How did the horse cross the road?

On Fellmongers Road in the Geelong suburb of Breakwater there is what seems to be a normal set of pedestrian lights.

Traffic lights on Fellmongers Road to allow horses to cross the road

But if you take a closer look, you’ll realise that the crossing doesn’t lead anywhere.

Traffic lights on Fellmongers Road to allow horses to cross the road

And the push buttons are located at head hight.

Unique high level lamp and push button to allow horse riders to cross Fellmongers Road

And there is an extra ‘don’t walk’ light mounted above it.

Unique high level lamp and push button to allow horse riders to cross Fellmongers Road

But the reason for the crossing and extra equipment is visible if you look over the fence on the other side – Geelong Racecourse is next door.

Grandstands at Geelong Racecourse viewed from Fellmongers Road

The traffic lights were provided in the 1990s to allow strappers to bring horses to and from the off-track stables complex located at Haworth Court.

Unique high level lamp and push button to allow horse riders to cross Fellmongers Road

A safety audit in 2007 saw the Geelong Racing Club discontinue use of the traffic lights, with horses being moved by horse float instead. The pedestrian lights are still in place, but the special push buttons for horses have been decommissioned.

History of the Haworth Court stables

The Haworth Court stable complex was completed in 1984 by the Geelong Regional Commission with four tenants occupying 40 horse boxes, the site was taken over by the Geelong Racing Club in 1985, and later expanded to 90 boxes across five stables.

The lack of easy access to the racecourse combined with the aging facilities led to a 2012 proposal for a new on-track training complex. The stables were sold in 2014, with funds from the sale to be used to build new on-course stables.

A sewer related footnote

The path between the stables and the racetrack is located atop Geelong’s main outfall sewer.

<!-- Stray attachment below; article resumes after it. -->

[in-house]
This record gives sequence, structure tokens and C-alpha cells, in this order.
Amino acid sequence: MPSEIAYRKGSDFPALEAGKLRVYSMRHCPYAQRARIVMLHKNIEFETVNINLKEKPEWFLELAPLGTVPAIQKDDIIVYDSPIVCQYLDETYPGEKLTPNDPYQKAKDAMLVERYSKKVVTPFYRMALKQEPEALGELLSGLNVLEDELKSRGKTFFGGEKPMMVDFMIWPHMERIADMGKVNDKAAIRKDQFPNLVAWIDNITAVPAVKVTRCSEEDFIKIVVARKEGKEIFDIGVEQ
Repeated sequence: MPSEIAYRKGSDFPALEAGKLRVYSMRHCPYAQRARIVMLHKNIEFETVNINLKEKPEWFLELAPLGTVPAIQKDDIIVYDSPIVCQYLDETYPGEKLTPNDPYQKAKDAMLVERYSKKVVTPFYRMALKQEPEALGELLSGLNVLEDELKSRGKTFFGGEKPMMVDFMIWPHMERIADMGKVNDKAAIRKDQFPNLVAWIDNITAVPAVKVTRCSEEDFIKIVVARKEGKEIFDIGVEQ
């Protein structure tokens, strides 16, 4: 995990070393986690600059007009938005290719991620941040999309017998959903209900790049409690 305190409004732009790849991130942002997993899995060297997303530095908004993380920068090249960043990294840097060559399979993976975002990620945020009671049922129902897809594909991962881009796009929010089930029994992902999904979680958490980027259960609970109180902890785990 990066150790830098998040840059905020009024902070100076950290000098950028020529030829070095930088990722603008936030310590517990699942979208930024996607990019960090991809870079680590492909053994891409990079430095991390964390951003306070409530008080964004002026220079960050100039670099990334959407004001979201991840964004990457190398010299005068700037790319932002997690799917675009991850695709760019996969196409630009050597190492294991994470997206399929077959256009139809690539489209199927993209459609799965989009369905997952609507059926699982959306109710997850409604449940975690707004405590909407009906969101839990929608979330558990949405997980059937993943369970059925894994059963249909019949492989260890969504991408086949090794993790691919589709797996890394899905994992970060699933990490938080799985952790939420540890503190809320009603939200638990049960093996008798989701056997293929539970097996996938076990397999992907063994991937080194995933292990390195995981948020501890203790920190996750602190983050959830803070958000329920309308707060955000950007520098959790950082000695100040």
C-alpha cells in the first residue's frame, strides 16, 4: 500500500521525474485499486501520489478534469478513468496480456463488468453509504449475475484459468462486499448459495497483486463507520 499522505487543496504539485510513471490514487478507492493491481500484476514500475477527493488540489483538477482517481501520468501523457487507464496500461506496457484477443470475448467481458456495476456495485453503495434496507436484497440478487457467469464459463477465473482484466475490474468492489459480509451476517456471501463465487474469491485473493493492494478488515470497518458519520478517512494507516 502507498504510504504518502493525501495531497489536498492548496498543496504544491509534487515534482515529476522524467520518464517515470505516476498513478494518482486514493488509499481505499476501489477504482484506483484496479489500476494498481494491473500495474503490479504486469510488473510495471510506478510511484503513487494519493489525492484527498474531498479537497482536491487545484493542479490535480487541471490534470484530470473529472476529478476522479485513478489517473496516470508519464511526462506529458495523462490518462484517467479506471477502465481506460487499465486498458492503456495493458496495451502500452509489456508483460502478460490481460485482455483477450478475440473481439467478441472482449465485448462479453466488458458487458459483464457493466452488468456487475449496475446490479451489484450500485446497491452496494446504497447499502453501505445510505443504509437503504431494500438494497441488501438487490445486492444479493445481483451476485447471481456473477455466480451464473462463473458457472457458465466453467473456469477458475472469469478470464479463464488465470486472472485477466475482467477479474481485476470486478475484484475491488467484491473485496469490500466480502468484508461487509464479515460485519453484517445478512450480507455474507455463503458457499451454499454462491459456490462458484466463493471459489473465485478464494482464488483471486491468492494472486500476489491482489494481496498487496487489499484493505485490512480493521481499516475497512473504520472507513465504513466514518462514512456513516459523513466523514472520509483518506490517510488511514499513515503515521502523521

And a note of traffic lights

The Data.Vic directory has an item titled ‘Traffic Signal Configuration Data Sheets for Victoria‘.

“In VicRoads these are known as OP SHEETS. The op sheets are the operational design criteria for the traffic signals across Victoria, Each traffic signal requires this information for signal phasing. These can be used with the Traffic Signal Volume Data and the Turning Movement Volume Surveys for site performance reports or intersection redesign.”

Here is the relevant ‘Op Sheet’ for the pedestrian crossing on Fellmongers Road:

And a NSW example

I’ve had a NSW example sent with me – an extra set of push buttons for the use of strappers taking horses across the traffic lights at the corner of Prospect Street and James Ruse Drive, outside Sydney’s Rosehill Racecourse.

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9 Responses to “How did the horse cross the road?”

  1. Martin Bennett says:

    Ah, Fellmonger’s Road. ‘Fellmonger’ is of course one of those occupational surnames so common in the English language. But what is, or was, a fellmonger? Clearly a seller of or dealer in something – as in fishmonger or ironmonger – but what is ‘fell’? Anybody know?

    • Marcus Wong says:

      From Wikipedia:

      “A fellmonger was a dealer in hides or skins, particularly sheepskins, who might also prepare skins for tanning”

      The Barwon River end of Fellmonger’s Road was the home of a number of tanneries, due to the supply of water to wash away the fetid wastes, and the presence of the breakwater to prevent it from heading upstream.

  2. David Payne says:

    I expect some sewerage would accumulate while the horses were idling at the traffic lights. Hopefully it went somewhere useful not the storm water system but ironic it was just above a main sewerage pipe.

    I’m surprised the Victorian Racing Club hasn’t made an offer too good to refuse to the Royal Agricultural Society.

    If I had one or more extremely valuable & skittish racehorses accomodating them at Flemington Racecourse would seem a good idea EXCEPT during the Royal Agricultural Show when there are massive fireworks every night! So VRC misses out on a lot of rent, and traffic in the area is affected by more horse floats every race day.

  3. Andrew says:

    I read about the jockey height push buttons some years ago. What a topical post. That is a very simple traffic light diagram. I have studied the Vic Roads traffic light and loops diagram for the corner of Toorak and Glenferrie Roads. It did my head in but I eventually had some understanding.

  4. Drew says:

    Strappers take the horses to the track.

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